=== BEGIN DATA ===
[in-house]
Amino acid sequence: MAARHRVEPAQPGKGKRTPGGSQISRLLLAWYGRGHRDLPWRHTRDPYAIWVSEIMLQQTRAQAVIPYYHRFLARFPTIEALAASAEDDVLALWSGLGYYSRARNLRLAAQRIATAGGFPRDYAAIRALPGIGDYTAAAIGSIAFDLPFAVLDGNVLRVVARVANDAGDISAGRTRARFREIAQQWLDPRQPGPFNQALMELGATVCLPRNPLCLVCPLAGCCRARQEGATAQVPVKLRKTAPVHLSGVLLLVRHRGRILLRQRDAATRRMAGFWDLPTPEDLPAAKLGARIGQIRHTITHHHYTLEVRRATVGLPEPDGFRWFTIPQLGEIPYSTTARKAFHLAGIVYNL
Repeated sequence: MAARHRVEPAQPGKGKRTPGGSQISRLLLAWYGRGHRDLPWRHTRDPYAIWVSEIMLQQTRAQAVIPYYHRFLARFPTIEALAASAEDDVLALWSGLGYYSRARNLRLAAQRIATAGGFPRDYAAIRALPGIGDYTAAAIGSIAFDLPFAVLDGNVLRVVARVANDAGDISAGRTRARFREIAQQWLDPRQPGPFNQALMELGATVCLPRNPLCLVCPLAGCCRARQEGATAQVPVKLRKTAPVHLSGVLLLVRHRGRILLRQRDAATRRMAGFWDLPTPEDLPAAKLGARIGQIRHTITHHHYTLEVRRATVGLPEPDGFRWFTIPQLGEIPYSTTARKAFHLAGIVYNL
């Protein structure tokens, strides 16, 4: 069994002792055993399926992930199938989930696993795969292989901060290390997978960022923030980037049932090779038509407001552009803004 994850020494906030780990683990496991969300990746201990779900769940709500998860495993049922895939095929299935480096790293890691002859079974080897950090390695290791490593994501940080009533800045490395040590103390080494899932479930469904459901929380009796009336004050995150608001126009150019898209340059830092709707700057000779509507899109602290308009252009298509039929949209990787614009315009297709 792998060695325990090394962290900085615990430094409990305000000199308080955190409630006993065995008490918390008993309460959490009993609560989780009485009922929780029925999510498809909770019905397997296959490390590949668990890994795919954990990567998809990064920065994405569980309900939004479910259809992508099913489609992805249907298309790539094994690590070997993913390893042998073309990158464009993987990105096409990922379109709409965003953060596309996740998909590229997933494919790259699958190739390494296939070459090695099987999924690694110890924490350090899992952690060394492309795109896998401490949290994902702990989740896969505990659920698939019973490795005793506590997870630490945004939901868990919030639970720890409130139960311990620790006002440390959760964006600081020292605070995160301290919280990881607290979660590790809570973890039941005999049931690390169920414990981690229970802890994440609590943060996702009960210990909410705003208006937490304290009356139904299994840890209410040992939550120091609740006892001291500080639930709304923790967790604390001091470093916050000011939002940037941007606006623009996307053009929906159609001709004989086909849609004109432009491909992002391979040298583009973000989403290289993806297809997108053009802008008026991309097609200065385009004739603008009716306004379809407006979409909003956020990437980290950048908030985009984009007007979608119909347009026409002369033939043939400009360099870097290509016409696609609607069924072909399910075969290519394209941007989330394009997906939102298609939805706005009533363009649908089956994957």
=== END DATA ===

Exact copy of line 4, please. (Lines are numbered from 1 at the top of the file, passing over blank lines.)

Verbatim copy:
């Protein structure tokens, strides 16, 4: 069994002792055993399926992930199938989930696993795969292989901060290390997978960022923030980037049932090779038509407001552009803004 994850020494906030780990683990496991969300990746201990779900769940709500998860495993049922895939095929299935480096790293890691002859079974080897950090390695290791490593994501940080009533800045490395040590103390080494899932479930469904459901929380009796009336004050995150608001126009150019898209340059830092709707700057000779509507899109602290308009252009298509039929949209990787614009315009297709 792998060695325990090394962290900085615990430094409990305000000199308080955190409630006993065995008490918390008993309460959490009993609560989780009485009922929780029925999510498809909770019905397997296959490390590949668990890994795919954990990567998809990064920065994405569980309900939004479910259809992508099913489609992805249907298309790539094994690590070997993913390893042998073309990158464009993987990105096409990922379109709409965003953060596309996740998909590229997933494919790259699958190739390494296939070459090695099987999924690694110890924490350090899992952690060394492309795109896998401490949290994902702990989740896969505990659920698939019973490795005793506590997870630490945004939901868990919030639970720890409130139960311990620790006002440390959760964006600081020292605070995160301290919280990881607290979660590790809570973890039941005999049931690390169920414990981690229970802890994440609590943060996702009960210990909410705003208006937490304290009356139904299994840890209410040992939550120091609740006892001291500080639930709304923790967790604390001091470093916050000011939002940037941007606006623009996307053009929906159609001709004989086909849609004109432009491909992002391979040298583009973000989403290289993806297809997108053009802008008026991309097609200065385009004739603008009716306004379809407006979409909003956020990437980290950048908030985009984009007007979608119909347009026409002369033939043939400009360099870097290509016409696609609607069924072909399910075969290519394209941007989330394009997906939102298609939805706005009533363009649908089956994957």